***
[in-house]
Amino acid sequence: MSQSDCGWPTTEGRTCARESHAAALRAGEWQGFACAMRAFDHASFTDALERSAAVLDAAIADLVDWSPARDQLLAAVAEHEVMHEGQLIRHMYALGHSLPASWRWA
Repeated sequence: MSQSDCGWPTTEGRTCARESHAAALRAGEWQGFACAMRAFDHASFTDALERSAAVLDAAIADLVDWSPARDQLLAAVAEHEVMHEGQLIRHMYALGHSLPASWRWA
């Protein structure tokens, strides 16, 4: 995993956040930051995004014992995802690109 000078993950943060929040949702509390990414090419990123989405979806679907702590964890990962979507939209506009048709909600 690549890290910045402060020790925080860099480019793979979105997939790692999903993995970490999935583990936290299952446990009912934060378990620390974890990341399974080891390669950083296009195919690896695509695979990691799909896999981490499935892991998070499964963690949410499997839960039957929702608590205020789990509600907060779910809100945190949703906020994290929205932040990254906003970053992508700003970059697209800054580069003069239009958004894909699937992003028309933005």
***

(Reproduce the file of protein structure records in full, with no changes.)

[in-house]
Amino acid sequence: MSQSDCGWPTTEGRTCARESHAAALRAGEWQGFACAMRAFDHASFTDALERSAAVLDAAIADLVDWSPARDQLLAAVAEHEVMHEGQLIRHMYALGHSLPASWRWA
Repeated sequence: MSQSDCGWPTTEGRTCARESHAAALRAGEWQGFACAMRAFDHASFTDALERSAAVLDAAIADLVDWSPARDQLLAAVAEHEVMHEGQLIRHMYALGHSLPASWRWA
């Protein structure tokens, strides 16, 4: 995993956040930051995004014992995802690109 000078993950943060929040949702509390990414090419990123989405979806679907702590964890990962979507939209506009048709909600 690549890290910045402060020790925080860099480019793979979105997939790692999903993995970490999935583990936290299952446990009912934060378990620390974890990341399974080891390669950083296009195919690896695509695979990691799909896999981490499935892991998070499964963690949410499997839960039957929702608590205020789990509600907060779910809100945190949703906020994290929205932040990254906003970053992508700003970059697209800054580069003069239009958004894909699937992003028309933005």